Additionally, higher than 64 kbps data rate requirements may be met using the method described above. Standard ISDN-BRI format data may also be accommodated using the present method. ISDN information typically comprises 2 "B" channels of 64 kbps each and 1 "D" channel of 16 kbps for a total of 144 kbps. At 32 kbps per time slot, an ISDN signal requires 5 time slots. The presently preferred method may handle up to 256 kbps per RF channel.
In another preferred embodiment, the SU 20 includes a delayed deregistration feature and standby mode. The delayed deregistration feature operates to keep an SU 20 registered on a WACS/PACS PCS system for a period after the SU 20 terminates a communication (i.e., hangs up). This feature helps to avoid problems associated with inadvertent disconnections and helps to speed up system access to the system for consecutive telephone/data calls.
Referring to FIG. 11, one embodiment of this feature includes a timer built in to the SU 20 to keep the SU registered with the system for a predetermined period of time after a disconnection, planned or inadvertent. The method begins with the step of monitoring to see if the user has hung up 610. If the user has hung up, a timer is initiated 614. The timer counts down a predetermined period of time that may be adjusted at the system level. The SU, if no hang up is detected, also checks to see if the communication has been disconnected 612. Again, the timer is initiated if a disconnect is detected. Once the timer begins, the SU checks to see if the timer has expired 616. While the timer has not expired, the SU continues to monitor for activity 618, such as the initiation of a new call. New activity will stop the timer, leave the SU registered, and begin the cycle again. If the timer expires, the SU transmits a sign-off signal 620 to an RP for relay to a RPC.
As best shown in FIG. 12, another embodiment of this method is to control the SU power down from a timer located in the RPC that will keep the SU registered for a predetermined period of time. As described above, the SU monitors for both a hang up 622 or a disconnection 624. If either is detected, the SU immediately transmits a sign-off 626 signal to an RP for relay to an RPC. The RPC monitors to see if a sign-off signal has been sent 632. A timer at the RPC is initiated 634 when a sign-off signal arrives. During the timer countdown, the RPC checks to see if the timer has expired 636 and also monitors to see if the SU has sent a sign-off cancellation message 640. If the timer expires before any sign-off cancellation is received, the RPC de-registers the SU 638. Alternatively, if a sign-off cancellation does arrive in time, the RPC maintains the SU registration 642.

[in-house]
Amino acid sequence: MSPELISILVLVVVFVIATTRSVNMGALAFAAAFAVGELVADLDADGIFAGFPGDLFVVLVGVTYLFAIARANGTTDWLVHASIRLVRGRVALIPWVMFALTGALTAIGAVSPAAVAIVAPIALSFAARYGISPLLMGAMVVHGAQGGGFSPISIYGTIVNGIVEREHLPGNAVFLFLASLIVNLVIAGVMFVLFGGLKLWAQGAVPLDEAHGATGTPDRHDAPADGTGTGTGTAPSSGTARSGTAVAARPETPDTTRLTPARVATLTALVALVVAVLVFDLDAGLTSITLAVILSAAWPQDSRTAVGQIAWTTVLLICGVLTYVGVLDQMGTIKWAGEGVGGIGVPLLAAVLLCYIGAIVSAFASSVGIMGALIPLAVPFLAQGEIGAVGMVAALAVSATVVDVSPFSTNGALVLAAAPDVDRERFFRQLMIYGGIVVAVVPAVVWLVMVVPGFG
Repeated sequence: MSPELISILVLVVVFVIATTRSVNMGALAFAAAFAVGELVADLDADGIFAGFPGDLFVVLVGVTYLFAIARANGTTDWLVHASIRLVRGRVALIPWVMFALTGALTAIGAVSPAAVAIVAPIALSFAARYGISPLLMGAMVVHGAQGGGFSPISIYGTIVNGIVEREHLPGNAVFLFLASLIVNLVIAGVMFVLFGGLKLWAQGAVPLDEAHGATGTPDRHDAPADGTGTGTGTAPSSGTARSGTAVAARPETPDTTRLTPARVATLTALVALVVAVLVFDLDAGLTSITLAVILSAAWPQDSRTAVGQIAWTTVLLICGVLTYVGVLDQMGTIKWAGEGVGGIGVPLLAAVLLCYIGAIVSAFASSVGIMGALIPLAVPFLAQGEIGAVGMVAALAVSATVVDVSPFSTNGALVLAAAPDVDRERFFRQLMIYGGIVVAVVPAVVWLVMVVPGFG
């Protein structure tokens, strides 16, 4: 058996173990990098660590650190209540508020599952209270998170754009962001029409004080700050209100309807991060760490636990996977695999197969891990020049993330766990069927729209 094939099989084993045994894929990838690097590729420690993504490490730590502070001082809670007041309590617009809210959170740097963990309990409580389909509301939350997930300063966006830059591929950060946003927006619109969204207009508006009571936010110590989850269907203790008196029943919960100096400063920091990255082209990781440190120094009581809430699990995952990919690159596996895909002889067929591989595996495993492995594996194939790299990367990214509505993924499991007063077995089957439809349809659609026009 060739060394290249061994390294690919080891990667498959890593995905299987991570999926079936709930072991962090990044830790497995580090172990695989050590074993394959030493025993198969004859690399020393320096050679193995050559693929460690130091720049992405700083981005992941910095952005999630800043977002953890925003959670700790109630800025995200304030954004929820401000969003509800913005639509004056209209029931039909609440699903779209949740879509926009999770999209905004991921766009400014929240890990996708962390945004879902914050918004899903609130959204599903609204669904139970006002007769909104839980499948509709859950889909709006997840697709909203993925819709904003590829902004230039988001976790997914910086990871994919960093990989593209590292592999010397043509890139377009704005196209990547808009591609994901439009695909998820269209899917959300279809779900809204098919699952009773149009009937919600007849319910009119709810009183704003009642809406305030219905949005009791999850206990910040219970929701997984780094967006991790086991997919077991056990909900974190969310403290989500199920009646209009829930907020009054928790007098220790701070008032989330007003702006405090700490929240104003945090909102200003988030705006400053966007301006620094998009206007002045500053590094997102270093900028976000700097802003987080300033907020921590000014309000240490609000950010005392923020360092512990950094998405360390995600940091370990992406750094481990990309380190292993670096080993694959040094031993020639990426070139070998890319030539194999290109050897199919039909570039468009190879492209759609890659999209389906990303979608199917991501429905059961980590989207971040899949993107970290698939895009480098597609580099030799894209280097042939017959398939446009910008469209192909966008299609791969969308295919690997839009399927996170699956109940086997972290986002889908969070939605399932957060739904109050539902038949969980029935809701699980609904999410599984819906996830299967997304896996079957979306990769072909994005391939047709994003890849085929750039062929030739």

Additional advantages and modifications will readily occur to those skilled in the art. The invention, in its broader aspects, is therefore not limited to the specific details, representative apparatus, and illustrative examples shown and described. Various modifications and variation can be made to the present invention without varying from the scope or spirit of the invention, and it is intended that the present invention cover the modifications and variations provided they come within the scope of the appended claims and their equivalents.
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|Classification aux États-Unis||370/310, 455/86, 455/557|
|Classification internationale||H04B7/08, H04B7/06, H04W84/14|
|Classification coopérative||H04Q2213/13204, H04Q2213/13072, H04W84/14, H04Q2213/13298, H04Q2213/13031, H04Q2213/13299, H04Q2213/13034, H04Q2213/13335, H04Q2213/13396, H04B7/0817, H04Q2213/1336, H04Q2213/13209, H04B7/0602, H04Q2213/13107, H04Q2213/13003, H04Q2213/13213, H04Q2213/13103, H04Q2213/13216, H04Q2213/13292, H04Q2213/13349, H04Q2213/13098, H04Q2213/1332, H04Q2213/13196, H04Q2213/13106, H04B7/06|
|Classification européenne||H04B7/08B4, H04B7/06B, H04W84/14|
|27 nov. 1995||AS||Assignment|
Owner name: HUGHES AIRCRAFT COMPANY, CALIFORNIA
Free format text: ASSIGNMENT OF ASSIGNORS INTEREST;ASSIGNORS:GANESAN, KALYAN;PANT, RANJAN;LIAU, VICTOR;AND OTHERS;REEL/FRAME:007740/0539;SIGNING DATES FROM 19951006 TO 19951102
|17 févr. 1998||AS||Assignment|
Owner name: HUGHES ELECTRONICS CORPORATION, CALIFORNIA
Free format text: ASSIGNMENT OF ASSIGNORS INTEREST;ASSIGNOR:HE HOLDINGS INC., DBA HUGHES ELECTRONICS, FORMERLY KNOWN AS HUGHES AIRCRAFT COMPANY;REEL/FRAME:008921/0153
Effective date: 19971216
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|6 févr. 2002||REMI||Maintenance fee reminder mailed|
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|14 janv. 2010||FPAY||Fee payment|
Year of fee payment: 12